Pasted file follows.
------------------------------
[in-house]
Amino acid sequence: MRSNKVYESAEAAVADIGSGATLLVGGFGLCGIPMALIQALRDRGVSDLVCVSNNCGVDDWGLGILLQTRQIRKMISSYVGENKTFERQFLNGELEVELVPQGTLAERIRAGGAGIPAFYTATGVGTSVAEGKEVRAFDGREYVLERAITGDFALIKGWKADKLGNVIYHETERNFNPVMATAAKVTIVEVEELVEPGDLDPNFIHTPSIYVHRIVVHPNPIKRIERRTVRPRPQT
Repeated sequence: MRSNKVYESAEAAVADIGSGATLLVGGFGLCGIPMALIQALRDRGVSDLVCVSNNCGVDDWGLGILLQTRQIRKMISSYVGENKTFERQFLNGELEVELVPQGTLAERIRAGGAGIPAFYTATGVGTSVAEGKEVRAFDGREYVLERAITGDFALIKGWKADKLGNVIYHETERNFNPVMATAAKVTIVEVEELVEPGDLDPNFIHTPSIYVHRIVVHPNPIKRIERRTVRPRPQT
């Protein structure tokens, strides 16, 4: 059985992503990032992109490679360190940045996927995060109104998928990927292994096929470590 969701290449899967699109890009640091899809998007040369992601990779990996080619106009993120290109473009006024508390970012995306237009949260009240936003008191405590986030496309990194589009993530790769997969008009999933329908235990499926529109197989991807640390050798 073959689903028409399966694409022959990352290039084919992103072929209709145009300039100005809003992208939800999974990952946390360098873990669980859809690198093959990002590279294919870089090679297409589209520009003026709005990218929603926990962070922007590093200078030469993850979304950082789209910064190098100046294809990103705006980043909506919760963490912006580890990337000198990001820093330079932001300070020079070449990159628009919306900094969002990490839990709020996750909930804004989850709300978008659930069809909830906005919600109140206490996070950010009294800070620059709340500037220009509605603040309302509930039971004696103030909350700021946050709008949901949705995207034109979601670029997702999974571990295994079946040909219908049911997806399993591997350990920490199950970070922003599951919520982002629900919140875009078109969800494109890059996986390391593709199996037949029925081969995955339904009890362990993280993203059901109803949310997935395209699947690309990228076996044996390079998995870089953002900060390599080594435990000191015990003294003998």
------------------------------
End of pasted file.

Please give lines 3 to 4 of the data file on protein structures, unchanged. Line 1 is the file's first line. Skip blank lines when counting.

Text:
Repeated sequence: MRSNKVYESAEAAVADIGSGATLLVGGFGLCGIPMALIQALRDRGVSDLVCVSNNCGVDDWGLGILLQTRQIRKMISSYVGENKTFERQFLNGELEVELVPQGTLAERIRAGGAGIPAFYTATGVGTSVAEGKEVRAFDGREYVLERAITGDFALIKGWKADKLGNVIYHETERNFNPVMATAAKVTIVEVEELVEPGDLDPNFIHTPSIYVHRIVVHPNPIKRIERRTVRPRPQT
């Protein structure tokens, strides 16, 4: 059985992503990032992109490679360190940045996927995060109104998928990927292994096929470590 969701290449899967699109890009640091899809998007040369992601990779990996080619106009993120290109473009006024508390970012995306237009949260009240936003008191405590986030496309990194589009993530790769997969008009999933329908235990499926529109197989991807640390050798 073959689903028409399966694409022959990352290039084919992103072929209709145009300039100005809003992208939800999974990952946390360098873990669980859809690198093959990002590279294919870089090679297409589209520009003026709005990218929603926990962070922007590093200078030469993850979304950082789209910064190098100046294809990103705006980043909506919760963490912006580890990337000198990001820093330079932001300070020079070449990159628009919306900094969002990490839990709020996750909930804004989850709300978008659930069809909830906005919600109140206490996070950010009294800070620059709340500037220009509605603040309302509930039971004696103030909350700021946050709008949901949705995207034109979601670029997702999974571990295994079946040909219908049911997806399993591997350990920490199950970070922003599951919520982002629900919140875009078109969800494109890059996986390391593709199996037949029925081969995955339904009890362990993280993203059901109803949310997935395209699947690309990228076996044996390079998995870089953002900060390599080594435990000191015990003294003998």